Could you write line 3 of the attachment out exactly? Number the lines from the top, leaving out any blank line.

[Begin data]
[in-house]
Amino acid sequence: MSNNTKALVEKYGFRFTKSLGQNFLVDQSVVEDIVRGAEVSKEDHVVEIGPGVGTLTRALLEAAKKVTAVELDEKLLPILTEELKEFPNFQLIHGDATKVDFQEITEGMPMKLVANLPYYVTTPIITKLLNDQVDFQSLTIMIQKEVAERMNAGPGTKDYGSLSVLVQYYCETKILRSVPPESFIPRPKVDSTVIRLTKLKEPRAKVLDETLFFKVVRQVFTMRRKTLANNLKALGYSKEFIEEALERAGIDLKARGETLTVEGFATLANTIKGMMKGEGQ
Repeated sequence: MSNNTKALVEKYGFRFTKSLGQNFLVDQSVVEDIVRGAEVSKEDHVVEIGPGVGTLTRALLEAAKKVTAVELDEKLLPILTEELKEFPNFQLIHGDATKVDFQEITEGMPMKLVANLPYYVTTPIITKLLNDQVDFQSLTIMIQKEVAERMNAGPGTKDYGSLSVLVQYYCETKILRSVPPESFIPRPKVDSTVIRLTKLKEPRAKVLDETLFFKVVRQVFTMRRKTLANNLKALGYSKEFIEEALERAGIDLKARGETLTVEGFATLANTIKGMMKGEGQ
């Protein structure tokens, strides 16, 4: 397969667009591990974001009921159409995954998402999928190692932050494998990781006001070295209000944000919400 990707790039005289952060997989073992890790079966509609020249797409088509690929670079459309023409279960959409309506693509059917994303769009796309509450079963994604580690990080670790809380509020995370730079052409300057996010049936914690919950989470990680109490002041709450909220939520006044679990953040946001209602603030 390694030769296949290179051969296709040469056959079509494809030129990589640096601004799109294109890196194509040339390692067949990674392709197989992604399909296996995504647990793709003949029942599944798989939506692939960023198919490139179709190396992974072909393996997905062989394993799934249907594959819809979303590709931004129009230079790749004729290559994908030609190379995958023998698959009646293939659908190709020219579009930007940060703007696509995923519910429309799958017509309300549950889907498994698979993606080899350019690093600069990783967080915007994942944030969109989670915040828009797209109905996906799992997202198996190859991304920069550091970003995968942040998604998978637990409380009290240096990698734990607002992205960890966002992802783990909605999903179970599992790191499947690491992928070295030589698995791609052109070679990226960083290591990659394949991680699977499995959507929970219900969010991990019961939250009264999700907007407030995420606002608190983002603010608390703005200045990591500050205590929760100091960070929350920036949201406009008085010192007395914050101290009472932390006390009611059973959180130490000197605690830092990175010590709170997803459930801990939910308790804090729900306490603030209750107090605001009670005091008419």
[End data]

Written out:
Repeated sequence: MSNNTKALVEKYGFRFTKSLGQNFLVDQSVVEDIVRGAEVSKEDHVVEIGPGVGTLTRALLEAAKKVTAVELDEKLLPILTEELKEFPNFQLIHGDATKVDFQEITEGMPMKLVANLPYYVTTPIITKLLNDQVDFQSLTIMIQKEVAERMNAGPGTKDYGSLSVLVQYYCETKILRSVPPESFIPRPKVDSTVIRLTKLKEPRAKVLDETLFFKVVRQVFTMRRKTLANNLKALGYSKEFIEEALERAGIDLKARGETLTVEGFATLANTIKGMMKGEGQ